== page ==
Un fel de leac pentru părinții paranoici, noul termometrul își propune să ofere update-uri despre starea pruncului, live de pe telefonul lor deștept. Te înștiințează chiar și când trebuie să-i dai aspirină sau apă.
În felul asta poți să te joci și de-a digital pet feeder-ul… 🙂
There are many pastors that are showing something in public and a totally different stuff in their private life. Some call this a double life. Spiritual schizophrenia.
I was very surprised, taking a break from my reading of Paul Tripp’s, Dangerous Calling, to see an article on Gospel Coalition by Ronnie Martin, written nearly on the same topic. He is speaking about a fellow pastor that “lost his way”, to use Tripp’s words. He describes the following scenario:
It was nothing “scandalous” at all, really. It was that he lied.
When asked how he was doing, he always replied, “Great!” When asked what he needed prayer for, he always offered some generic request.
He kept things guarded, impersonal, and close to the vest, even when others around him shared the depths of their heart. I don’t think I ever heard him apologize to anyone for anything, ever.
Yet he smiled a lot. He laughed heartily and kept things as “positive” as possible. But I saw how the people closest to him were positively crushed by his lack of vulnerability. I was one of them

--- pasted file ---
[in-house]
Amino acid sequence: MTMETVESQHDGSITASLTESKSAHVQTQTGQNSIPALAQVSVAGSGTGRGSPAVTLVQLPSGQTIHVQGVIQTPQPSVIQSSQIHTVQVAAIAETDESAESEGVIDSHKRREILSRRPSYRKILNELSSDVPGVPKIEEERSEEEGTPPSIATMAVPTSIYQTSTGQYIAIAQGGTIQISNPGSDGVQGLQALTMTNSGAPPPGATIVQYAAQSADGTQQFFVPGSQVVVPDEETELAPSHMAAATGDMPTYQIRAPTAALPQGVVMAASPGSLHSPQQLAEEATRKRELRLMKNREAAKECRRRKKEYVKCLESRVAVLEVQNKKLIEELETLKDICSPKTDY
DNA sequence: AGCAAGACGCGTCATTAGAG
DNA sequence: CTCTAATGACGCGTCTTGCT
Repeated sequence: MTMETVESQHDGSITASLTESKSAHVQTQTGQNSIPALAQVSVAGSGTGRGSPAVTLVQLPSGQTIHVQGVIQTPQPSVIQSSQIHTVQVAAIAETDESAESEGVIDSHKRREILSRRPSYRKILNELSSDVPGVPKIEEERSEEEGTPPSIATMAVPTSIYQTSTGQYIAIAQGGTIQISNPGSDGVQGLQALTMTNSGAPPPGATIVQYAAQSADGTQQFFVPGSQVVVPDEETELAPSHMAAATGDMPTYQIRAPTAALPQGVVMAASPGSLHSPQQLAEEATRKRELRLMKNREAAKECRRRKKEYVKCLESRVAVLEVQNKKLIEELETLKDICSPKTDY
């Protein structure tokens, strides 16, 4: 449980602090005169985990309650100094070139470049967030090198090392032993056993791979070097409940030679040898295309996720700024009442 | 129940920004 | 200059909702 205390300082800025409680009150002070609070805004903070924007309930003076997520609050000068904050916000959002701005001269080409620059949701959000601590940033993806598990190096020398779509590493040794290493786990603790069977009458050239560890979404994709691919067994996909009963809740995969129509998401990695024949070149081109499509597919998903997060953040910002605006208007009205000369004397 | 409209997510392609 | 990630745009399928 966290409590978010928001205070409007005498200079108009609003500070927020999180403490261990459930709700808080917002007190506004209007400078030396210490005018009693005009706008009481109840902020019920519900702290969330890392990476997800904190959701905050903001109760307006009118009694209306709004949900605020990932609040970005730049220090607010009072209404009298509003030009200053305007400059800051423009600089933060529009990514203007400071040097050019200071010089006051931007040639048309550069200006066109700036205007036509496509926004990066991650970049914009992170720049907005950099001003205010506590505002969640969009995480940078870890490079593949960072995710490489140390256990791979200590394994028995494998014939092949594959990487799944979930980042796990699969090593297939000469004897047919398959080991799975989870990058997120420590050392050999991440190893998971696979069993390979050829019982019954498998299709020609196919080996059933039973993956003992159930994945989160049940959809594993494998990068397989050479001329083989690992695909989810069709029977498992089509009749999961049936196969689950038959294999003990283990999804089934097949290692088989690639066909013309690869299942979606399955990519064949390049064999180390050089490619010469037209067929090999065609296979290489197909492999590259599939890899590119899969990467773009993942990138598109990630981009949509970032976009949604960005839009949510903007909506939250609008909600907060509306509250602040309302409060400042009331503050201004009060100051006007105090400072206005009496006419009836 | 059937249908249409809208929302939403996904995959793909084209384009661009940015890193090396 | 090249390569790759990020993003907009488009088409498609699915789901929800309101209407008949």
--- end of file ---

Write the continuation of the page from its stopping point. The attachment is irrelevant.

The unbelievable aspect in this story is that Ronnie himself soon realized that is very tempted to lie also about his condition. Mentoring a young man, he was challanged to be honest.
I repented to him, praying that God would destroy the pride that kept me from sharing my heart to others. Pride is always the root problem. I wanted people to see me as someone who didn’t need the gospel as bad as I was telling them they needed it.
Praise God that the Holy Spirit faithfully reveals what our hearts conceal. Praise God that those no one hidden in Christ needs to hide anything any longer.
Now, this has a happy ending and it’s quite a gentle story compared with the painful and scary things you’ll find in Tripp’s book. It’s quite an embarrassing, humbling book and you may feel tempted to say that it’s speaking to a small number of ministers, but from his experience(and mine) that’s not true. Continue reading